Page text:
Volume 01 Issue 02

 
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In this issue

·         Human Buffer Overflows

·         What's in your taskbar?

·         SE Tool Review

·         The Monthly Tip

·         Next month...

 

SE-review

This month we were given a special little device to test.

The Spy Hawk SuperTrak GPS Worldwide Data Logger from Spy Associates.

This amazing little device attaches to many covert places on a car and then logs location, speed, time stopped, date/time, and more.  You can view it in the easy to understand interface or even better view it in Google Maps with one click.

You also can export it to a Google Earth Fly Through. 

For the Full Review see our page on the Framework for GPS Trackers.

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The Monthly SE Tip...

 

Another key aspect to becoming a social engineer is being able to make people like you.  We are more open and easy going with people we like.

The steps that we need to master are:

1.    Project a useful attitude.

2.    Establish rapport

3.    Synchronize

4.    Effectively communicate.

 

For a more detailed review of this very extensive topic see our section on "Liking" in the Social Engineer Framework.

For more information on "How To Become a Social Engineer" see our blog series starting on our site.

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What's coming next month….

 

The podcast will be released next Monday.  An AMAZING interview with radio icon Tom Mischke and the topic of pretexting is dissected

For a listen of last month's podcast go to our Episode One Podcast page

 ......

Check back at the website www.social-engineer.org for the most up-to-date information.

 Have an idea or a question you want answered? Email us at:

[email protected]

 

 

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Want to get involved?

We are asking our readers to help us gather a database of different emotions on people's faces from different cultures.

We are asking for the emotions to be real or as close to real as you can get.

If you would like to be a part of this project send your pictures to [email protected]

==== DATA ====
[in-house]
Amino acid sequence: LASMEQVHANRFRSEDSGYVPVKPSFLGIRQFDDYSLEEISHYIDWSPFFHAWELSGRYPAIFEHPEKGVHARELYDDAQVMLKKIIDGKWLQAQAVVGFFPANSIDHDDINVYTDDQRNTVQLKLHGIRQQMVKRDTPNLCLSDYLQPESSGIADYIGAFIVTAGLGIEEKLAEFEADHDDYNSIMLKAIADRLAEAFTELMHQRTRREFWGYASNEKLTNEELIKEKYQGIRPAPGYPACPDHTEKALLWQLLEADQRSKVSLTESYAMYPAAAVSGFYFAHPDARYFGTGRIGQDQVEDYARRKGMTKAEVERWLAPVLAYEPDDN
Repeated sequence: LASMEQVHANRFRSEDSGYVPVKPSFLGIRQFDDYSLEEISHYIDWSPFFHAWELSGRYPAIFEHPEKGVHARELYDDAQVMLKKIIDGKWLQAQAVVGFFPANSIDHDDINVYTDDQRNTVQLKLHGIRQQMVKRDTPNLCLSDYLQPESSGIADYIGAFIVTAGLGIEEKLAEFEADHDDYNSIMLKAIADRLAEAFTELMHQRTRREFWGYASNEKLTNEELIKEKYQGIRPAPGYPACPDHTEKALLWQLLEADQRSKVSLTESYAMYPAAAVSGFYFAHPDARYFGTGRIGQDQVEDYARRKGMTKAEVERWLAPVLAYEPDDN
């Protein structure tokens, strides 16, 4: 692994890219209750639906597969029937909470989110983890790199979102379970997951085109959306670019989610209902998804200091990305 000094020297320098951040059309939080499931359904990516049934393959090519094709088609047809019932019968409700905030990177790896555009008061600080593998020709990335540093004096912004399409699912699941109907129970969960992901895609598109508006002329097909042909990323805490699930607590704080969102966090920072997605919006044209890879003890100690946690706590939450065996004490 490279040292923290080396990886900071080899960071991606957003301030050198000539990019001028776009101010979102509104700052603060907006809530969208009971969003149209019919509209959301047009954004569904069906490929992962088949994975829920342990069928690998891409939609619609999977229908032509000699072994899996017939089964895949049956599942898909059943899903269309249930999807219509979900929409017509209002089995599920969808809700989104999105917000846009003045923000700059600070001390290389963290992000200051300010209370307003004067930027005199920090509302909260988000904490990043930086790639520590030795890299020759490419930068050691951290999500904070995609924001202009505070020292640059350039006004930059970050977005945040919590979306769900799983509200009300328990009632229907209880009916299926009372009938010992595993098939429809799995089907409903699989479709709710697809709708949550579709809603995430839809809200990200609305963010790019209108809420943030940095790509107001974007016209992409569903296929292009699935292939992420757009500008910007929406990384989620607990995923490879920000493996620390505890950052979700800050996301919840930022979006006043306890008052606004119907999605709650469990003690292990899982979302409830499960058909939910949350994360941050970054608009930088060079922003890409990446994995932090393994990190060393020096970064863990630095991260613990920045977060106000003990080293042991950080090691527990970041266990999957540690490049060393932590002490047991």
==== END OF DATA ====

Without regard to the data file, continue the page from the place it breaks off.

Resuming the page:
Feature

The Human Buffer Overflow - Code Execution in the HumanOS

As security professionals we all love the idea of writing a good buffer overflow.  To define, a buffer overflow is when extra data overwrites memory that may contain other data, including variables, instructions and program flow control.  This can result in erratic behavior which can cause the program to terminate or give errors... or in security terms cause a breach resulting in code execution on the remote server.

 

Now how can this be possible in the human brain?  Can we get the human mind to "buffer overflow" and execute code we want it to?

 

A Simple Test:

Lets establish a simplistic baseline for this discussion.  Try to read the COLOR of the word not what the word spells.  Do it as fast as possible, not stopping to think.  It is not terrible, but it will illustrate how easy it is to inject a thought... if you succeed do it faster and faster if you can.

 

Why is this so hard?  It is the way the human mind is wired.  Our brain sees the color but it reacts to the word being spelled first.  Therefore the thought in our minds is the WORD not the color.  This exercise shows it is possible to have "code" execute in the human brain that might be the opposite of what the person is thinking or seeing.

 

Setting the ground rules:

It has been proven that we speak 150 words per minute but we think at 500-600 words per minute.  This means that most people we talk to can jump around our conversations in their heads.  So overflowing the brain through fast speech seems almost impossible.

 

We must also understand how people make decisions in life.  Most decisions we make will be done subconsciously.  We make decisions like how to drive to work, to get coffee, to brush our teeth, what clothes to wear without really thinking about it.

 

Have you ever driven all the way to work and when you get there, you can't remember what billboards you passed, what route you took or that traffic accident on the news?  You were in a state of mind that where your subconscious took over and did what you always do without consciously thinking about every turn.

Most decisions we make are like this.  Some scientist even believe we make decisions up to 7 seconds in our subconscious before we make them in the real world.  When we finally do make a decision consciously we do it from more than just what we hear... we get our sight, our feelings, yes, our emotions involved in the decision.

Understanding how humans work and think can be the quickest way to creating our buffer overflow.

Fuzzing the HumanOS....